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Michelin Has Tested Its Uptis Airless Tires at 130 MPH, and Results Are Positive

The high-speed testing was performed at the request of European police agencies tired of criminals shooting out their tires, Michelin says.

In automotive circles, airless tires are akin to cold fusion, calorie-free everything, and thoughts and prayers. They’re all nice ideas, just haven’t come through on execution. Michelin has been toying with the idea since 2005 but to no avail yet. Now, Michelin bosses told The Drive that they’ve tested their Uptis airless tires up to 130 mph with law enforcement in mind after successful applications of the technology in utility vehicles and landscaping.

“The police of some European countries visited us and said, ‘Guys, we want this under our cars, because when we have to rush after the bad guys, usually they put a bullet in our tires before they go. So, we need it.’” Michelin Senior Vice President Bruno de Feraudy told us recently. “So they wanted to test Uptis, and they tested it at 210 km on our internal test circuit. And it worked well.” (Advantage: Airless tire preventing punctures in a shootout, apparently.)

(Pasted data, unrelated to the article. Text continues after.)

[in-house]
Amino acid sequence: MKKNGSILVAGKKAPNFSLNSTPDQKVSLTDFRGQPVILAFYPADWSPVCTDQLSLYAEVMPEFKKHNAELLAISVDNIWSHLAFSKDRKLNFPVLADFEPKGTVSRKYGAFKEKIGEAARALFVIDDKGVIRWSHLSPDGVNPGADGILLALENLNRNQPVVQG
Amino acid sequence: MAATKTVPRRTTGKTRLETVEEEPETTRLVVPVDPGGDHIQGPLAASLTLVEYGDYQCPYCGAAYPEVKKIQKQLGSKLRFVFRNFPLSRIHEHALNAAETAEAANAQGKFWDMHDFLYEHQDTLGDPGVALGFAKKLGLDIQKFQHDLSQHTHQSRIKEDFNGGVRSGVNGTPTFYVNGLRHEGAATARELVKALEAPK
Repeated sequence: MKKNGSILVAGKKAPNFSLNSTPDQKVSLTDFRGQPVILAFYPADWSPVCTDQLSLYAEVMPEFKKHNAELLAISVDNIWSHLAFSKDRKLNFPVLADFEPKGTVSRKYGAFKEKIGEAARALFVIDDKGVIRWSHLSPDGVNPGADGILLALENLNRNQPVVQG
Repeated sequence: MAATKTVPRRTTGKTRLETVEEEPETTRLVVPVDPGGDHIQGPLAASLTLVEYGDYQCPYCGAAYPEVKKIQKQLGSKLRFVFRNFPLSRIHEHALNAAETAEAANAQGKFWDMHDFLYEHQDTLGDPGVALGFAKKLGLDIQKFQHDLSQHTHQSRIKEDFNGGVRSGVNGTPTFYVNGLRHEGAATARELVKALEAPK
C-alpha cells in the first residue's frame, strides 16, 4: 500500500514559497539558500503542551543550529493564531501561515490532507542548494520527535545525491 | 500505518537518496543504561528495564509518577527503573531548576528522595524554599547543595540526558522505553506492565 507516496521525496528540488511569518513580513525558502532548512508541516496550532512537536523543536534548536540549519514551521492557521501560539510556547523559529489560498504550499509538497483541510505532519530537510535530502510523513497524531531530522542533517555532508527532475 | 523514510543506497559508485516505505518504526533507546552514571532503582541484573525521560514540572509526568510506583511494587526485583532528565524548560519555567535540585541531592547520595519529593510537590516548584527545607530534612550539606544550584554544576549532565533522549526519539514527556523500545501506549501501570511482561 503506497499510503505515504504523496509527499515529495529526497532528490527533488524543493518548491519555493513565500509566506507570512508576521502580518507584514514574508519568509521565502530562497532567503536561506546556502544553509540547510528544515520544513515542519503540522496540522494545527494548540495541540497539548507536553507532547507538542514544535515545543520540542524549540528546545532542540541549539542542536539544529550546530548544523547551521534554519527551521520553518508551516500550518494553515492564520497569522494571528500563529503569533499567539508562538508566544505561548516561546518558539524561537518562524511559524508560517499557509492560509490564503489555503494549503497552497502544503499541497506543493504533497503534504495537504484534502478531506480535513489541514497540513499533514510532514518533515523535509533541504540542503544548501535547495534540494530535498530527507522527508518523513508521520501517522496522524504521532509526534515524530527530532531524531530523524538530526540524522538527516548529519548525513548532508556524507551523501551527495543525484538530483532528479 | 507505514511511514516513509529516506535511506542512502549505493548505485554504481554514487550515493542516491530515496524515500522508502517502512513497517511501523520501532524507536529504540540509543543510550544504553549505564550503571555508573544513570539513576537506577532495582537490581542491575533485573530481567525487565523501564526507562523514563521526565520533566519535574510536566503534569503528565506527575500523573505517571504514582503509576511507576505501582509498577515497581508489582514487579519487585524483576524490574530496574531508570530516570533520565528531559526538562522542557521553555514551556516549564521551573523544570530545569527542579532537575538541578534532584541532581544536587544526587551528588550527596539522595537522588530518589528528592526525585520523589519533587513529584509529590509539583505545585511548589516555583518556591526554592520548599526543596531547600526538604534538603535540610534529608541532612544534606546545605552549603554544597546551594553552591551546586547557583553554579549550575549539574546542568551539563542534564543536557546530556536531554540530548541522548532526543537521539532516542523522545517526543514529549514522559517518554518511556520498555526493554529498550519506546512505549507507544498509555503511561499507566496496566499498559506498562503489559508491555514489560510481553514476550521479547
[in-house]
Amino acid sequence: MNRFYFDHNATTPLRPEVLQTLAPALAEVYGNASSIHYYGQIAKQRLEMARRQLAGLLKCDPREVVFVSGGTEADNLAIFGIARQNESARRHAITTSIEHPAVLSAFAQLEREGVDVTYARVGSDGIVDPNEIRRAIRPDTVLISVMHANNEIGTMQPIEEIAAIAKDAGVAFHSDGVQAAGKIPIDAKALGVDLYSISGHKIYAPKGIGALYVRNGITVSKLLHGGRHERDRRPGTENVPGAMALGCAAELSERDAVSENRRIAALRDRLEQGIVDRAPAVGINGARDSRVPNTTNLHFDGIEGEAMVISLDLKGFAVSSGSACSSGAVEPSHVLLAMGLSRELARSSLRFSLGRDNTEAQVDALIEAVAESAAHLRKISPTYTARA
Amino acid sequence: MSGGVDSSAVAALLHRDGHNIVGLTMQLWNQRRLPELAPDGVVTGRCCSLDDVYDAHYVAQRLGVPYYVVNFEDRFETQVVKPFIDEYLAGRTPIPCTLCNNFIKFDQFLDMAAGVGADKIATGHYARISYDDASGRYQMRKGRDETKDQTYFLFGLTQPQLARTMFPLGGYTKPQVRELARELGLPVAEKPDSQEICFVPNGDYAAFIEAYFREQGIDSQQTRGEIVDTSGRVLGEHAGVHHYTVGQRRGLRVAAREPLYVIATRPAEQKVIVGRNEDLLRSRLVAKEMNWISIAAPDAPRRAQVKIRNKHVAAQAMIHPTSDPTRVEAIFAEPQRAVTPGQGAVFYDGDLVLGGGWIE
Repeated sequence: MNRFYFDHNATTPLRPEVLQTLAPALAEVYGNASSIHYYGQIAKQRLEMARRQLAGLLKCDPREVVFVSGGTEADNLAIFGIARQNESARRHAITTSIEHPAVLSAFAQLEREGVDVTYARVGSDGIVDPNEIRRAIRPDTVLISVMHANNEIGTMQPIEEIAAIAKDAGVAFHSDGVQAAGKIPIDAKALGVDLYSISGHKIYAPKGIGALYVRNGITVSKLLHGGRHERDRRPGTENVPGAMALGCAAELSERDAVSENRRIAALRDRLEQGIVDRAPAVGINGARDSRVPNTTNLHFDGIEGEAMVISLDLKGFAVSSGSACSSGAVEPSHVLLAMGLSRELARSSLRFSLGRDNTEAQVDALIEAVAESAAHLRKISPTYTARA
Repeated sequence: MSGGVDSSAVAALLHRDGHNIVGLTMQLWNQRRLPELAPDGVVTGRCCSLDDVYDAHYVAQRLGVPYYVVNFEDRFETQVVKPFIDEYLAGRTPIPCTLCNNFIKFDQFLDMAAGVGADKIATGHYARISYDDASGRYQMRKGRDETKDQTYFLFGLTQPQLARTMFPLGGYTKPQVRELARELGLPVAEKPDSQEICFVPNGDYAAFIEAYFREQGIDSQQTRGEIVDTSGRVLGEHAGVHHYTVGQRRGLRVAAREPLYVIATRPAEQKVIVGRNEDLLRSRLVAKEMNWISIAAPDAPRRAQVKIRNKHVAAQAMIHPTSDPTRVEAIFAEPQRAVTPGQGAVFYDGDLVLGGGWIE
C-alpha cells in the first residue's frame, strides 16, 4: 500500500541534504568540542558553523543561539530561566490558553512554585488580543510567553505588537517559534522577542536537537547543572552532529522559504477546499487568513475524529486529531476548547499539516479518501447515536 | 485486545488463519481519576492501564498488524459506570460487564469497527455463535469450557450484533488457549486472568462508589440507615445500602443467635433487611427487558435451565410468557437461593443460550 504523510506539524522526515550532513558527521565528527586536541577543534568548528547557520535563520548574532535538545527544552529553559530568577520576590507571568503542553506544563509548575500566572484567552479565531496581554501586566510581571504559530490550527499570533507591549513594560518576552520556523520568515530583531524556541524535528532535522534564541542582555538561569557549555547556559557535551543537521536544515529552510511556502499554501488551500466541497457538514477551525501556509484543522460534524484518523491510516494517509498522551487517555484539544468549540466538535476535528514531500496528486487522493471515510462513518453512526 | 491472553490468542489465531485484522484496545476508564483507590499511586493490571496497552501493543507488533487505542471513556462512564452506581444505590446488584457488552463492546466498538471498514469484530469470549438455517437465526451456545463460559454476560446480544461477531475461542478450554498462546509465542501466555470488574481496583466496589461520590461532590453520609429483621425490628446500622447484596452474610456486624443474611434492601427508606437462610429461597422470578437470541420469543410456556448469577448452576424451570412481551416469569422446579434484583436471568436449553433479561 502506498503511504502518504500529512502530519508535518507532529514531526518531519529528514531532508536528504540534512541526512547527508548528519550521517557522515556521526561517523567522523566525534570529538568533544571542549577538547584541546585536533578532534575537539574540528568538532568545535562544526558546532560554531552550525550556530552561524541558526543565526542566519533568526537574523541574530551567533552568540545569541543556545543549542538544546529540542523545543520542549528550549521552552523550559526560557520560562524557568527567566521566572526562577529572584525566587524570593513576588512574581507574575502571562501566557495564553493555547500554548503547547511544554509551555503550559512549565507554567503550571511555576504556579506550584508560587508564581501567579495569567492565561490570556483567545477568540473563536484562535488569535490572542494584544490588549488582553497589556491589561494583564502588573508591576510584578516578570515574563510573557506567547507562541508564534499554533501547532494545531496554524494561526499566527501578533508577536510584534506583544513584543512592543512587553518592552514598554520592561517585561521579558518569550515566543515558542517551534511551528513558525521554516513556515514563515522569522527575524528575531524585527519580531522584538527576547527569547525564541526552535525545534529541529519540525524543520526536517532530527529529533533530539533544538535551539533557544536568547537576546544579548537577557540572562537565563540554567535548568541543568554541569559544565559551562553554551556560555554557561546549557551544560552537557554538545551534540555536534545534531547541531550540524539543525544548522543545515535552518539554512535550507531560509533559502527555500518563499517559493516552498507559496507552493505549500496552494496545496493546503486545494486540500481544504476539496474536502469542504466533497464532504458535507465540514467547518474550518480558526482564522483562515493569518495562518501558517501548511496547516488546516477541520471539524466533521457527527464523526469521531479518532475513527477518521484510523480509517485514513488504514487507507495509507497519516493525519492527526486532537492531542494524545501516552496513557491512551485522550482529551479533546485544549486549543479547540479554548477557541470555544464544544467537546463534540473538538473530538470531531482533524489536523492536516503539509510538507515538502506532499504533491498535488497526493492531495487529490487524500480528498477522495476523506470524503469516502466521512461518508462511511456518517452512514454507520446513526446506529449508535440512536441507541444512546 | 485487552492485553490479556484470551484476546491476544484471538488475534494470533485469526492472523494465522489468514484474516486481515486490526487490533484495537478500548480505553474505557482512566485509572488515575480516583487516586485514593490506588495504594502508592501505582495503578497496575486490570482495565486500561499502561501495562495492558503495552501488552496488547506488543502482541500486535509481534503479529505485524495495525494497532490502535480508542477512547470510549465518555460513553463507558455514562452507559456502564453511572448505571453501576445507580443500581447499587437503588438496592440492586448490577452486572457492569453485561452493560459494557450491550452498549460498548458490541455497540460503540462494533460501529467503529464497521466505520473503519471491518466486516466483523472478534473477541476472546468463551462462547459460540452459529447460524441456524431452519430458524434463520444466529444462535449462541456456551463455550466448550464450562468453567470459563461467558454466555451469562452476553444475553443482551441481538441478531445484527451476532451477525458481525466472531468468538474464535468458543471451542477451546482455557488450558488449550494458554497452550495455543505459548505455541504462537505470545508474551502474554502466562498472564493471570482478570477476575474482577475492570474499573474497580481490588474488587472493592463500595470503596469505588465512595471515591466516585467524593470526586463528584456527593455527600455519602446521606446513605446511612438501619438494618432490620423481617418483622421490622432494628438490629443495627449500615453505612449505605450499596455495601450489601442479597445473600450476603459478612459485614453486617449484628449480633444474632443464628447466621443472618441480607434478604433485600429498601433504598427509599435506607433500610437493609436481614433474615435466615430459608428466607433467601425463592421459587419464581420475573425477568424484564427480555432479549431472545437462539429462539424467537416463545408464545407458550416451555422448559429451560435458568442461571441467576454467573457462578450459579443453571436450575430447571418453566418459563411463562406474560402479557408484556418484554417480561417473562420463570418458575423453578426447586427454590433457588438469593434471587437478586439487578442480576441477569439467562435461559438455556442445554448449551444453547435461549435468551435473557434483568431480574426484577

The Uptis tires appeared on the Chevrolet Bolt in 2019 and on 30 Toyota HiAce DHL delivery vans in Singapore this year to test their usefulness on relatively low-speed delivery vehicles. Now we know the tires can go much faster, although whoever is behind the wheel must be very brave. Michelin didn’t confirm what vehicle the tires were tested on, but said they were “normal police vehicles.” [Editor’s note: Normal could be Volvos to Lambos in Europe.] They also told us that they wouldn’t confirm the original 2024 launch date for the tires but said it would be an option and wouldn’t take the place of normal tires. 

“It’s not something that will be developed at a broader scale for the time being. We are still working on new solutions, because we are learning a lot with Uptis,” de Feraudy told us. 

We also asked Michelin CEO Florent Menegaux about how big he sees the airless tire business becoming.

“Aptis will be very useful for autonomous vehicles, because in autonomous vehicles, what you don’t like is to have a call within the vehicle to say sorry, there is a puncture, can you get out of the vehicle and replace the tire,” he said. “But it will not be replacing tires everywhere. It will be more for certain types of applications where a puncture would be a big problem.”

Menegaux also revealed that Michelin’s been in talks with Tesla about testing the Uptis tires.

“Now we have various discussions with General Motors, with Tesla, with certain vehicle makers to see what type of applications could be suitable,” he added.

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Airless tires may indeed have a future and one that could arrive soon. Perhaps not at 130 mph, at least not without a brave soul behind the wheel. 

Editor-in-Chief Kyle Cheromcha contributed to this report.

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